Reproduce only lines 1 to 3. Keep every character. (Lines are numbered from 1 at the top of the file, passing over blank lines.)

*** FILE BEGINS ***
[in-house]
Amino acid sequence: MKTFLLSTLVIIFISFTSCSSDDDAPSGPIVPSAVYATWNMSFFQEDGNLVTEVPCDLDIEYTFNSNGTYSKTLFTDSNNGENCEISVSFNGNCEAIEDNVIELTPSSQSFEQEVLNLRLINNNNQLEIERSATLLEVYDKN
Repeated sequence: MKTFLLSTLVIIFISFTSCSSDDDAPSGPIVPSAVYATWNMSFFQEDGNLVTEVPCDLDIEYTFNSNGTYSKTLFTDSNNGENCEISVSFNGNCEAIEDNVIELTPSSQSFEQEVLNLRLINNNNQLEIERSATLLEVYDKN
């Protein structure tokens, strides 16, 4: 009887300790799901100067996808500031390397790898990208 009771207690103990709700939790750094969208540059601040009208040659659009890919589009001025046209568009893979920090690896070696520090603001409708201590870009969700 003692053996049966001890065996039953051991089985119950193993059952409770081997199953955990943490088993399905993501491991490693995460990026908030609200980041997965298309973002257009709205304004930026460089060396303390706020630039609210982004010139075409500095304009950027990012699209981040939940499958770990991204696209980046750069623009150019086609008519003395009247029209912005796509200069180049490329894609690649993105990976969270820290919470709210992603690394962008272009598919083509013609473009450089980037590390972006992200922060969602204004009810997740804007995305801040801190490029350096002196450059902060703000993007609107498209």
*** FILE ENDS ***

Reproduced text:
[in-house]
Amino acid sequence: MKTFLLSTLVIIFISFTSCSSDDDAPSGPIVPSAVYATWNMSFFQEDGNLVTEVPCDLDIEYTFNSNGTYSKTLFTDSNNGENCEISVSFNGNCEAIEDNVIELTPSSQSFEQEVLNLRLINNNNQLEIERSATLLEVYDKN
Repeated sequence: MKTFLLSTLVIIFISFTSCSSDDDAPSGPIVPSAVYATWNMSFFQEDGNLVTEVPCDLDIEYTFNSNGTYSKTLFTDSNNGENCEISVSFNGNCEAIEDNVIELTPSSQSFEQEVLNLRLINNNNQLEIERSATLLEVYDKN